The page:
This article needs additional citations for verification. (April 2014) (Learn how and when to remove this template message)
The game is similar to the likes of The Legend of Zelda and Secret of Mana and borrows many ideas from these games, such as a top-down perspective and gameplay focused on exploration, combat, and puzzle-solving. Gameplay elements include large dungeons, fighting and puzzles. It has a whimsical manga-inspired look that makes use of both 3D and 2D graphics.
The plot is centered around Monkey, the goofy top-knotted main character. Monkey is sent to the Waking Realm to defeat the Nightmare King and under the guidance of Master Sage, must reclaim all of the pieces of the Magic Storybook. The various pieces of the Magic Storybook are displayed on an in game map.
The game begins outside a mine with Monkey's friend, friend Tiger. She asks Monkey to take a cart into the mine. Monkey obliges, and while in the mine, an unexpected explosion causes Monkey to fall to the lower levels of the mine. Monkey finds a treasure chest with a bamboo staff in, which becomes his main weapon for the rest of the game. Monkey eventually finds his way out of the mine, and then meets Master Sage, Monkey's teacher. He gives Monkey a headband that allows for them to communicate over long distances. Master Sage asks Monkey to travel to the library to stop the Nightmare King from stealing the Magic Storybook. The Nightmare King has invaded the Waking Realm and upset the balance, and it's up to Monkey to remove the Nightmares and restore the balance.
Monkey goes through many dungeons and catacombs such as a graveyard crawling with zombies and ghosts, a mountain called Dragon Mountain and even the heart of a crashed alien space craft. He also has to deal with one of his friends thinking of betraying him to arm the Nightmares with a new weapon.
- Monkey - The main character, he has appeared from the dream realm to restore the balance. He is friendly and easy to get along with, and is well known throughout the waking Realm. He is loosely based on the Chinese god Sun Wukong.
- Master Sage - Master Sage is Monkey's teacher. He provides Monkey with information throughout the game, and provides tutorials and tips throughout the game. He also supplies the player with new weapons and tells stories about Monkey's past. He wears a blue cloak and has long grey hair.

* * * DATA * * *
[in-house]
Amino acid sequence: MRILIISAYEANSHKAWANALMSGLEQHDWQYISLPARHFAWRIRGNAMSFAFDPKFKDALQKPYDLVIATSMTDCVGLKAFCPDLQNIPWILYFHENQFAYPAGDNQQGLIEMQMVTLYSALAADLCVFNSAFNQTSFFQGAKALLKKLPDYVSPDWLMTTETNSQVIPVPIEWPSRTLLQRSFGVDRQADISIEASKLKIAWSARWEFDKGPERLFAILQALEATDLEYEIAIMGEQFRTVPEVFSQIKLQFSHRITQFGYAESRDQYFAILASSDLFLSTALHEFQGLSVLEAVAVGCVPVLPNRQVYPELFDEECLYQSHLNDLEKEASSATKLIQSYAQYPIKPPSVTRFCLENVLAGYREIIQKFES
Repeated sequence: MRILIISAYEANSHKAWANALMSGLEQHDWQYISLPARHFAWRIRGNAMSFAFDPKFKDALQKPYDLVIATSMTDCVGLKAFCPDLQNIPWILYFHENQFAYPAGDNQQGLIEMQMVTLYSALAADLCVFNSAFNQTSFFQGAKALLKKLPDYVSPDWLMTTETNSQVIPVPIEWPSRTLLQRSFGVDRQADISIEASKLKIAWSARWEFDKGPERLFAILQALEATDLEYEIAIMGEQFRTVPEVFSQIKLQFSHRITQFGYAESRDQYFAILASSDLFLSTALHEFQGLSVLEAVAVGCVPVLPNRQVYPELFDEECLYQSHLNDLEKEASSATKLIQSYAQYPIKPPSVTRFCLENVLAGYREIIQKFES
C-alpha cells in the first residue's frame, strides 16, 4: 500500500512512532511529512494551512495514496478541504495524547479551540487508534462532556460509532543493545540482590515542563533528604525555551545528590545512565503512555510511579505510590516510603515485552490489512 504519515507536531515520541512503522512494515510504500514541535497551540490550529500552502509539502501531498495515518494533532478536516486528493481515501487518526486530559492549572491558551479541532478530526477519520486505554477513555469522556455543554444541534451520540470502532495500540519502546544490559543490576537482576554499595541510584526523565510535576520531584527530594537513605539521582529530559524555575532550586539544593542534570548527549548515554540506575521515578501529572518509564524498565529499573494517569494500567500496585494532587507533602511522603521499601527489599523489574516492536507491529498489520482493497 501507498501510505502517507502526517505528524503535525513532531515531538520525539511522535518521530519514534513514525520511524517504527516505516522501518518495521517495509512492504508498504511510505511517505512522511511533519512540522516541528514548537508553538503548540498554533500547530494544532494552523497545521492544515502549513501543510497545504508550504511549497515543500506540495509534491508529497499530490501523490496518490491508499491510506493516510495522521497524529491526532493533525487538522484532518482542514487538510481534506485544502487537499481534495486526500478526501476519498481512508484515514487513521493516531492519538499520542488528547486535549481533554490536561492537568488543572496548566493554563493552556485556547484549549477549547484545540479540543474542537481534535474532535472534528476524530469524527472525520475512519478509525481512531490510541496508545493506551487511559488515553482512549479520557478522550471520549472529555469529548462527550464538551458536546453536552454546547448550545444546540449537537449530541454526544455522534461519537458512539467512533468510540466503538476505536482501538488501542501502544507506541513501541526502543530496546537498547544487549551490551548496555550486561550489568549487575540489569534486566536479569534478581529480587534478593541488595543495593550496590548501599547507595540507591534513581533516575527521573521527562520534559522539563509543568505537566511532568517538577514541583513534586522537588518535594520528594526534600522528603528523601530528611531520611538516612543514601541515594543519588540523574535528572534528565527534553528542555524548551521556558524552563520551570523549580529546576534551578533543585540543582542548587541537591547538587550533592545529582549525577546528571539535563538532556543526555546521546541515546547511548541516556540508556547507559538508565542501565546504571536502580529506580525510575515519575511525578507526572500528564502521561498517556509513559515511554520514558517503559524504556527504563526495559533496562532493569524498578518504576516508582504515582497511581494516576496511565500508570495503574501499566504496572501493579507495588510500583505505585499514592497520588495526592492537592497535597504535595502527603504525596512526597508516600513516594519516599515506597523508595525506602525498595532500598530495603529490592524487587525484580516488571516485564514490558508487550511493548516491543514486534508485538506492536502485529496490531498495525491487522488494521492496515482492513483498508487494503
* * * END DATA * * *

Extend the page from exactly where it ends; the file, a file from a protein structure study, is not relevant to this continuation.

- Tiger - Tiger is Monkey’s best friend. She is an Anthropomorphic tiger.
- Dream King - The Dream King is the leader of the Dream world and has a direct influence into the Waking realm. He may be related to Monkey but that is found out at the end of the game.
- Nightmare King - The leader of the Nightmare World and the main villain in the game, he resembles a roach and is the first boss fight in the game. He leads all of the nightmares in the game.
In a similar fashion to games in The Legend of Zelda series, the player collects equipment and magical items that allow them to progress past a variety of hazards and obstructions in the game's world. These items are often found in "dungeon" areas - contained areas with a specific focus on the particular obstacle that the item allows the player to resolve.
At the end of each dungeon there is a boss that must be defeated in order to complete the dungeon.
There are three realms, as underlined in the manual: the Dream Realm, the Nightmare Realm, and the Waking Realm.
The game's story and many of the characters were inspired by Chinese legends. Huge anime fans, developers Jeronimo Barrera and Jay Minn hired artists from the comic book industry and gave them a number of anime and kung fu films for reference.
Technical director Greg Marquez wrote a development tool specifically for the game called MOPA (Map Objects Puzzle Attributes), which enabled designers to snap large 3D objects together using 2D tile representations.
The game is notorious for being one of the few games that has never been able to be emulated properly on PlayStation 1 emulators or on PlayStation 2 due to various programming quirks implemented in development.
- "NG Alphas: Monkey Hero". Next Generation. No. 34. Imagine Media. October 1997. pp. 150–1.
- "Monkey Hero for PlayStation". GameRankings. CBS Interactive. Archived from the original on May 1, 2019. Retrieved February 5, 2020.
- Marriott, Scott Alan. "Monkey Hero - Review". AllGame. All Media Network. Archived from the original on November 16, 2014. Retrieved February 5, 2020.
- "Monkey Hero". Electronic Gaming Monthly. Ziff Davis. 1999.
- "Monkey Hero". Game Informer. No. 70. FuncoLand. February 1999. p. 57.
- Bartholow, Peter (March 22, 1999). "Monkey Hero Review [date mislabeled as "May 2, 2000"]". GameSpot. CBS Interactive. Retrieved February 5, 2020.
- Cleveland, Adam (June 15, 1999). "Monkey Hero". IGN. Ziff Davis. Retrieved February 5, 2020.
- MacDonald, Mark (March 1999). "Monkey Hero". Official U.S. PlayStation Magazine. Vol. 2 no. 6. Ziff Davis. p. 75. Retrieved February 5, 2020.
- "Review: Monkey Hero". PSM. Imagine Media. 1999.